So you can help to prevent lymphoedema by
- Not using your arm for anything heavy until you are told you can
- Wearing gloves when gardening or doing housework
- Taking care when playing with pets
- Using insect repellent and high factor sunscreen
- Using nail clippers rather than scissors and not pushing your cuticles back
- Using an electric razor rather than a manual one if you shave under your arms
- Avoiding anything that increases the temperature of your skin, such as very hot baths or showers, sitting too close to a heater, saunas, steam rooms and sunbeds
- Using a non scented moisturiser or oil on your skin each day to help it stay moist and supple
- Using a thimble when sewing
- Continuing to do the arm and shoulder exercises you were taught after your surgery
If you get a cut or scratch on your arm, however small, wash it well and cover it until healed. If you see any redness or swelling around the cut, see your GP straight away. You may need antibiotics.
It is not clear whether having blood taken in the arm on the same side as your surgery, or having injections, can increase the risk of lymphoedema. So it is advisable to avoid these.
Remember that lymphoedema can start at any time after you have had breast cancer treatment. It is important to take these precautions for the rest of your life.
If you get lymphoedema because of your cancer or its treatment, it cannot be completely cured. But specialists can treat symptoms such as swelling and pain. Treatment for lymphoedema aims to reduce swelling and prevent the fluid building up again. The treatment takes a while to show results. You should notice the swelling going down within a few weeks. But it can come back, so you will always need to be careful and get some help if you have problems.
At the first signs of swelling in your arm or breast you should see a doctor or nurse. For example, you may notice that your watch strap, rings or clothes are getting tighter.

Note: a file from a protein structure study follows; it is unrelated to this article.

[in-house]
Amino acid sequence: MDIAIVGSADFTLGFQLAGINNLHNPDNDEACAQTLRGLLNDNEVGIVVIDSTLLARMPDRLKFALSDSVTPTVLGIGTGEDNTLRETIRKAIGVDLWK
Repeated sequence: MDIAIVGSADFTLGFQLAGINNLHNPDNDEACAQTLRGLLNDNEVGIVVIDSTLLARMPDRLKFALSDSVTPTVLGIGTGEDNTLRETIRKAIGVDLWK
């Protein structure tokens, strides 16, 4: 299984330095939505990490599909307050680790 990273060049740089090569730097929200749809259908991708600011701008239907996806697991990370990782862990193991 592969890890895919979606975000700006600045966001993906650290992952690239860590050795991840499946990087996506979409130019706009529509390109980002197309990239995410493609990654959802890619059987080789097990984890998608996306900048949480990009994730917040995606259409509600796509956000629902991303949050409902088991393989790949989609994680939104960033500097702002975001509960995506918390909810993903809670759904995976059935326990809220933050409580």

Treatment for your lymphoedema aims to push excess fluid back out of your arm or breast area. There are different ways of doing this. You may have
- An elastic sleeve to wear, from the wrist to the top of your arm (to reduce arm swelling)
- An elasticated vest (to reduce breast swelling)
- Your arm bandaged up with a particular type of stretchy bandage that your lymphoedema specialist puts on
- A special type of massage called manual lymphatic drainage (MLD)
- Exercises that help the fluid to drain from your arm
All these are very specialist treatments. Ask your breast care nurse, surgeon or GP to refer you to a lymphoedema specialist. They will measure your arm or breast and assess you properly. Wearing a badly fitting elastic sleeve can make arm swelling worse so it is important to get specialist treatment. The British Lymphology Society have a register of lymphoedema practitioners.
Your nurse or lymphoedema specialist will teach you how to do gentle exercises at home to help prevent or decrease swelling in your arm. You will get the most benefit from the exercises by wearing your sleeve when you are doing the exercises. Heavy lifting or too much repetitive exercise could make lymphoedema worse. So be sure to stop exercising if your skin is starting to become red, hot and sweaty.